National / Politics

Ex-PM Yasuhiro Nakasone nurtured ties with Beijing and Seoul but created a stink over Yasukuni

Kyodo

Former Prime Minister Yasuhiro Nakasone, a conservative politician who died Friday at the age of 101, is recognized in China as the leader who helped usher in a so-called honeymoon-like period in bilateral relations with Japan in the 1980s.

In 1985, however, he made an official state visit as prime minister to the war-linked Yasukuni Shrine in Tokyo, where convicted Class-A war criminals are honored along with millions of war dead, sparking a controversy between the nations.

Nakasone, who was prime minister from November 1982 to November 1987, was known for building a solid relationship of trust with the late Hu Yaobang, a former general secretary of China’s Communist Party.

Later Friday, Chinese Foreign Ministry spokesman Geng Shuang said at a regular news conference in Beijing that Nakasone was “enthusiastic about friendly exchanges and pragmatic cooperation with China during his lifetime.”

Nevertheless, his official visit to Yasukuni on Aug. 15, 1985 — the 40th anniversary of Japan’s surrender in World War II — triggered anti-Japan demonstrations in China, backing Hu, who had adopted a pro-Japanese attitude, into a corner.

Hu was eventually fired as general secretary in 1987. Since then, many Chinese political leaders, including President Xi Jinping, have been inclined to take a hard-line stance against Japan, foreign affairs experts say.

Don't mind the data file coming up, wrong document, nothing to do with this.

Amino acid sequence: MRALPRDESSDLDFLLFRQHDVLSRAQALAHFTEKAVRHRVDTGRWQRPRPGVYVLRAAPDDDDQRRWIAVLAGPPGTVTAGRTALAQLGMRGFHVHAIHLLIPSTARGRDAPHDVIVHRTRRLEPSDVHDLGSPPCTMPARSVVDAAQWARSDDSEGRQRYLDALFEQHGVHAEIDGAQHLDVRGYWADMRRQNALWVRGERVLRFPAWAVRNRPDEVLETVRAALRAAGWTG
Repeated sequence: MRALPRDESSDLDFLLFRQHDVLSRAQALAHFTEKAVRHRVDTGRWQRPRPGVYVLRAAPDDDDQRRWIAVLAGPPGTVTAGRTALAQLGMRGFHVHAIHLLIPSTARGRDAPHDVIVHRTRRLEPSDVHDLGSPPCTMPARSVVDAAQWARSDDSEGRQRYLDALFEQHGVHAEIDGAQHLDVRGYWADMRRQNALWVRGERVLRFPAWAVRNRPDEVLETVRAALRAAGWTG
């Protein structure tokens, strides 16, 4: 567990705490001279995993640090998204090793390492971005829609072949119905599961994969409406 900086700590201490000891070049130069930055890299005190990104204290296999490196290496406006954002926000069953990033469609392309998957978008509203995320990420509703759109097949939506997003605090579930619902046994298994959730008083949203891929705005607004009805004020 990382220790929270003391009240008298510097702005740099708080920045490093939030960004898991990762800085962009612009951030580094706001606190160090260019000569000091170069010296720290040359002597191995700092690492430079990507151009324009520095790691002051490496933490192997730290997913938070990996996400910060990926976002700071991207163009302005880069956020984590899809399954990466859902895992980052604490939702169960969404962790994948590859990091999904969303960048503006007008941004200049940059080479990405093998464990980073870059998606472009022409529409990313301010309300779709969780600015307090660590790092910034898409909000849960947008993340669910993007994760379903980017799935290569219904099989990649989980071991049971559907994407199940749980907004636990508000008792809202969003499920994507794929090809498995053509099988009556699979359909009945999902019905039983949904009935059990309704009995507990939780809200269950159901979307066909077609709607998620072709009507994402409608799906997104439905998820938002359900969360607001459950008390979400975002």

In South Korea, meanwhile, Nakasone is branded as a conservative lawmaker by some anti-Japanese groups in light of the official shrine visit.

But Nakasone became the first sitting prime minister to visit South Korea since Japan’s colonial rule of the Korean Peninsula ended in 1945 and made efforts to improve Tokyo-Seoul relations.

Among South Korea’s conservatives, who emphasize relations with Japan, Nakasone is touted as the “representative of pro-South Korea politicians.”

Aside from Asia, Nakasone was best known for his efforts to strengthen bilateral ties with the United States.

U.S. Secretary of State Mike Pompeo on Friday extended his “deepest condolences,” calling Nakasone a “courageous leader.”

“I, and the people of the United States, will long remember Prime Minister Nakasone’s warm friendship and immeasurable contribution to U.S.-Japan relations, as well as his inspiring dedication to his country and the region,” Pompeo said.